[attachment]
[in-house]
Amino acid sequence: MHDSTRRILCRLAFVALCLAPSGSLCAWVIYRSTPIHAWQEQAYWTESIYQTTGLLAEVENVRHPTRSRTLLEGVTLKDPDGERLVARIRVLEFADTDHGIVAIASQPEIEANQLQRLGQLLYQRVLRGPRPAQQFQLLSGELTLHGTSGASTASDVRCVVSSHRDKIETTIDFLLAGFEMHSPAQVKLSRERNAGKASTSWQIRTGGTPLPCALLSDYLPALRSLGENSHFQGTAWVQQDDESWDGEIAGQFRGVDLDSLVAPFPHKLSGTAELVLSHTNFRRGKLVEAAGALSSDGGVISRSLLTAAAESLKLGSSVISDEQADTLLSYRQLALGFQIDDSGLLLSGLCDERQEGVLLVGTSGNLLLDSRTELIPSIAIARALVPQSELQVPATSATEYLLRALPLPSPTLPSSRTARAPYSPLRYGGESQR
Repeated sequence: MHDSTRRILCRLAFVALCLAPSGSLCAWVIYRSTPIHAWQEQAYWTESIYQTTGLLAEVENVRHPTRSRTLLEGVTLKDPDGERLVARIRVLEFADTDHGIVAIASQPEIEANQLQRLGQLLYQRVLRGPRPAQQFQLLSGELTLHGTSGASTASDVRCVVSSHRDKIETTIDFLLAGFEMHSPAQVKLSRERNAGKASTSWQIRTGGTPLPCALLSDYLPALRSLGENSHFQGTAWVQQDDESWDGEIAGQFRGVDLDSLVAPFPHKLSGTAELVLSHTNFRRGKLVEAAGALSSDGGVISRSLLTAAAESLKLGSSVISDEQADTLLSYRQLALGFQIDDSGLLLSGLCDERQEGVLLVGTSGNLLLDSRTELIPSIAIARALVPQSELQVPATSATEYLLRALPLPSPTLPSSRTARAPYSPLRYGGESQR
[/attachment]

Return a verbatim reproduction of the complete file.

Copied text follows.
[in-house]
Amino acid sequence: MHDSTRRILCRLAFVALCLAPSGSLCAWVIYRSTPIHAWQEQAYWTESIYQTTGLLAEVENVRHPTRSRTLLEGVTLKDPDGERLVARIRVLEFADTDHGIVAIASQPEIEANQLQRLGQLLYQRVLRGPRPAQQFQLLSGELTLHGTSGASTASDVRCVVSSHRDKIETTIDFLLAGFEMHSPAQVKLSRERNAGKASTSWQIRTGGTPLPCALLSDYLPALRSLGENSHFQGTAWVQQDDESWDGEIAGQFRGVDLDSLVAPFPHKLSGTAELVLSHTNFRRGKLVEAAGALSSDGGVISRSLLTAAAESLKLGSSVISDEQADTLLSYRQLALGFQIDDSGLLLSGLCDERQEGVLLVGTSGNLLLDSRTELIPSIAIARALVPQSELQVPATSATEYLLRALPLPSPTLPSSRTARAPYSPLRYGGESQR
Repeated sequence: MHDSTRRILCRLAFVALCLAPSGSLCAWVIYRSTPIHAWQEQAYWTESIYQTTGLLAEVENVRHPTRSRTLLEGVTLKDPDGERLVARIRVLEFADTDHGIVAIASQPEIEANQLQRLGQLLYQRVLRGPRPAQQFQLLSGELTLHGTSGASTASDVRCVVSSHRDKIETTIDFLLAGFEMHSPAQVKLSRERNAGKASTSWQIRTGGTPLPCALLSDYLPALRSLGENSHFQGTAWVQQDDESWDGEIAGQFRGVDLDSLVAPFPHKLSGTAELVLSHTNFRRGKLVEAAGALSSDGGVISRSLLTAAAESLKLGSSVISDEQADTLLSYRQLALGFQIDDSGLLLSGLCDERQEGVLLVGTSGNLLLDSRTELIPSIAIARALVPQSELQVPATSATEYLLRALPLPSPTLPSSRTARAPYSPLRYGGESQR